This isn’t actually the case, however, you will need to be more careful with the personal data you process. GDPR, however, doesn’t make cold emailing or calling illegal. GDPR regulates how we can process personal data. When sending a cold email to an employee at firstname.surname@ company.com, you process his/her personal data. Hence, you need to respect GDPR and its principles. Article 6(1)(f) gives you a lawful basis for processing where:
“processing is necessary for the purposes of the legitimate interests pursued by the controller or by a third party except where such interests are overridden by the interests or fundamental rights and freedoms of the data subject which require protection of personal data, in particular where the data subject is a child.”
This can be broken down into a three-part test:
How can you apply legitimate interests in practice?
The ICO website has the following outline on how to assess whether you can rely on Legitimate Interests. The ICO refer to this as a legitimate interests assessment (LIA) and you should do it before you start the processing.
An LIA is a type of risk assessment based on the specific context and circumstances. It will help you ensure that your processing is lawful. Recording your LIA will also help you demonstrate compliance in line with your accountability obligations under Articles 5(2) and 24. In some cases an LIA will be quite short, but in others there will be more to consider.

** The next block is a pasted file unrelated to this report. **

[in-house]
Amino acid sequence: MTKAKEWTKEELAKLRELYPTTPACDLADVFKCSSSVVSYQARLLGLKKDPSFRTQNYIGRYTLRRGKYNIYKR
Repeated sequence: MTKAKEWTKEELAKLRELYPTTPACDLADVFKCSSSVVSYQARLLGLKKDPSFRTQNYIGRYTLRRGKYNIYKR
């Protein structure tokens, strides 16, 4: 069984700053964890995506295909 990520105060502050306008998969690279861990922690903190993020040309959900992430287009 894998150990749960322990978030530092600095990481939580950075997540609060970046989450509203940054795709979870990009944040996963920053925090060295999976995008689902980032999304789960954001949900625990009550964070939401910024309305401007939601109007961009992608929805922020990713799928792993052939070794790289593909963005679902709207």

First, identify the legitimate interest(s). Consider:
Second, apply the necessity test. Consider:
Third, do a balancing test. Consider the impact of your processing and whether this overrides the interest you have identified. You might find it helpful to think about the following:
You then need to make a decision about whether you still think legitimate interests is an appropriate basis. There’s no fool proof formula for the outcome of the balancing test – but you must be confident that your legitimate interests are not overridden by the risks you have identified.
So how does this leave your inhouse marketing and sales teams? Taking into account the GDPR and e-Privacy Directive, it does seem sufficient to offer an opt-out when engaging in direct marketing via e-mail or telephone This means that consent is not strictly needed. However, the e-mail must concern a “similar service or product” or the recipient must have a legitimate interest in your product.
In all other cases, it is definitely safer to work with an opt-in system consistent with the GDPR. This may be a bit onerous at first, but it is also the path of least resistance. And be sure to keep an eye on developments around the e-Privacy Regulation!
If you want to read more about how the GDRP will affect you and your business with regards to email and telephone marketing, find out more here
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